A Swedish Pioneer’s Farm Near Waconia Needs Restoration

Carver County pioneer Andrew Peterson was passionate about growing apple trees and keeping a diary – noting his daily activities in Swedish for nearly 50 years after he emigrated to the United States, until two days before his death in 1898.

This passion, however, seemed to escape her romantic life. Consider his diary entry for September 15, 1858:

“In the morning I was at Johannes and cut corn stalks. At noon John came home with me and started plowing for wheat. In the evening at 5 o’clock Elsa and my expectations are become a reality, a marriage.”

Peterson “was a recorder, not an analyst or a sentimentalist”, according to retired Gustavus Adolphus College professor Roger McKnight, who in 2019 wrote the introduction to an updated 748-page translation of the diaries – 44 of which years are held by the Minnesota Historical Society.

Those looking for “details on calving and felling, sowing and harvesting, pounding and sawing will be amply rewarded,” McKnight wrote. “Those who wish to discover how the pioneers thought and felt will find few existentialist effusions.”

Now, thanks to a $750,000 capital campaign by the Carver County Historical Society, Peterson’s farm a few miles east of Waconia is slated for a major restoration to reflect what it looked like in 1885.

“There was a lot of stress and COVID put a halt to our fundraising efforts for a while,” said Wendy Petersen Biorn, executive director of the historical society.

Petersen Biorn helped woo 200 donors – including a Girl Scout troop that raised $300 in cookie sales – to reach a goal of $500,000 before the matching deadline last month. This triggered a $250,000 grant to restore the home from the Wisconsin-based Jeffris Family Foundation.

Work is expected to begin soon on the house and other outbuildings on the 12-acre site. The farm is open for tours on Tuesdays and Thursdays (call 952-442-4234 for an appointment).

“This place is loved by a lot of people here,” said Petersen Biorn. “It’s been a long time, but we’re finally at a place where schools and the public can use and enjoy this property.”

Born Anders Petterson in southern Sweden in 1818, Peterson became known as a hardworking farmer and horticulturist after emigrating to Iowa in 1850. He moved to Minnesota in 1855 and married Elsa Ingeman when he was 39. and that she was 23.

Honeymoon? Not enough. Journal entries for the two days after the wedding show Peterson cutting more corn and planting more wheat, this time with help from Elsa. A devout Baptist who never wrote on Sundays, Peterson spent the second day of his marriage attending a prayer meeting with Elsa.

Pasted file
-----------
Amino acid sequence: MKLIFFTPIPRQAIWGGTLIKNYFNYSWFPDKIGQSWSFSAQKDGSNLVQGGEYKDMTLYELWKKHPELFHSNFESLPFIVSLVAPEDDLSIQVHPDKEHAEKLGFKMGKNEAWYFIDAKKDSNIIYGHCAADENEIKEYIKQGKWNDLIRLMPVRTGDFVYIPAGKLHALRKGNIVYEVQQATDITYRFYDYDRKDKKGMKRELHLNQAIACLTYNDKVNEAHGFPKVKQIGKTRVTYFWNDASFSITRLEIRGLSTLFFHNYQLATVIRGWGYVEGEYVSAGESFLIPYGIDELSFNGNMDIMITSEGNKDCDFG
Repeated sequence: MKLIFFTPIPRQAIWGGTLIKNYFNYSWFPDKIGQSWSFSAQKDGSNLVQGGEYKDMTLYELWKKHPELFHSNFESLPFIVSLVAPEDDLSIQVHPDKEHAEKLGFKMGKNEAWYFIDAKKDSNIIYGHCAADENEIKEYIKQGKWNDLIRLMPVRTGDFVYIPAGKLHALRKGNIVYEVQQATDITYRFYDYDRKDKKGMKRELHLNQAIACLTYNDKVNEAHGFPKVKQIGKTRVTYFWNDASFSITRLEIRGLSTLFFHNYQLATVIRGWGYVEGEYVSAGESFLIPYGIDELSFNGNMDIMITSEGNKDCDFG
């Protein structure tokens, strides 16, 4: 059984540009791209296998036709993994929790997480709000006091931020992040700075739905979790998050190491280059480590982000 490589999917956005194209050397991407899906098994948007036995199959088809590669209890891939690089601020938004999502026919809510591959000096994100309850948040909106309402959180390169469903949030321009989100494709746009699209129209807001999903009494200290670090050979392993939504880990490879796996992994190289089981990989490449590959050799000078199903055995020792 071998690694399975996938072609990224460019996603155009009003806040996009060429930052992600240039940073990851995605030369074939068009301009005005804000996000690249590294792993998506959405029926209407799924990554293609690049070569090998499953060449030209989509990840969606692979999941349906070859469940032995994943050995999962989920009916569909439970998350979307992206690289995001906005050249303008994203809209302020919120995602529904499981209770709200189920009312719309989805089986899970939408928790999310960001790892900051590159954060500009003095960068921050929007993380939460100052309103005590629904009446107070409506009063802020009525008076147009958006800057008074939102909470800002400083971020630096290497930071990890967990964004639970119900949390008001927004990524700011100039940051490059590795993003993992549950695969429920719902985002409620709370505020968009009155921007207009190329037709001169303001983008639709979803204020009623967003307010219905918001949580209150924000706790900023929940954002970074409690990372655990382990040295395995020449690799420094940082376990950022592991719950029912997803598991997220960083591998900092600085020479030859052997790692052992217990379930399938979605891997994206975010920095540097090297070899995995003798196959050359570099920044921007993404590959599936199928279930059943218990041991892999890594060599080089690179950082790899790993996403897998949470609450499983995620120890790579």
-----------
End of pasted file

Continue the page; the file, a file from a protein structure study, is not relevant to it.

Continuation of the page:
The couple raised nine children on their farm near Lake Waconia (then called Clearwater Lake), eight of whom were alive when their father died in 1898 at age 79. Elsa outlived Andrew by 20 years.

None of the children had children. When the last surviving offspring, Emma, ​​died in 1943, she left the family farm to a neighbor who had cared for her. The property passed through a few hands before the Carver County Historical Society got involved. A lawsuit settlement with the heirs of a subsequent owner reduced the historical society’s portion of the property from 51 acres to 12 acres.

The Peterson Farm came to attention thanks to the famous Swedish novelist Vilhelm Moberg. He dusted off Peterson’s diaries in the 1940s and made them the basis for a series of novels about Swedes settling in America, including ‘The Emigrants’ (1949) and ‘Unto a Good Land’ (1952) . Moberg’s central character, Karl Oskar, was said to have been modeled after Peterson, according to a 1972 article in Minnesota History magazine by the late Professor Carlton Qualey of Carleton College.

“The Moberg books and connection have made the farm a top destination for tourists from all over Minnesota, as well as Sweden,” Lydia Christianson wrote last month in an article for Savage-based Southwest News Media.

Even without the literary connection, Peterson would be remembered as a master of diversified agriculture and a leading horticulturist in the upper Mississippi region, Qualey wrote. The Minnesota Horticultural Society granted him an Honorary Life Membership in 1888, enhancing his reputation as one of the state’s leading fruit growers.

Although his forte was Russian apple trees and determining which varieties would thrive best in the Minnesota climate, Peterson also produced cereals, maple syrup, currants, alfalfa, potatoes, rutabagas, pears, plums, cherries and grapes for winemaking.

With their deep religious faith, the Petersons were in favor of prohibition. In an 1888 journal entry, Peterson wrote that “our people were all there” for a local Prohibition festival – except him. He stayed home to hoe around his apple tree grafts.

“He apparently felt no conflict of interest between this activity and the annual supply of wine produced from his grapes,” Qualey wrote.

Curt Brown’s Tales of Minnesota History appear every Sunday. Readers can send him ideas and suggestions at [email protected] His latest book looks at Minnesota in 1918, when flu, war, and fires converged: strib.mn/MN1918.

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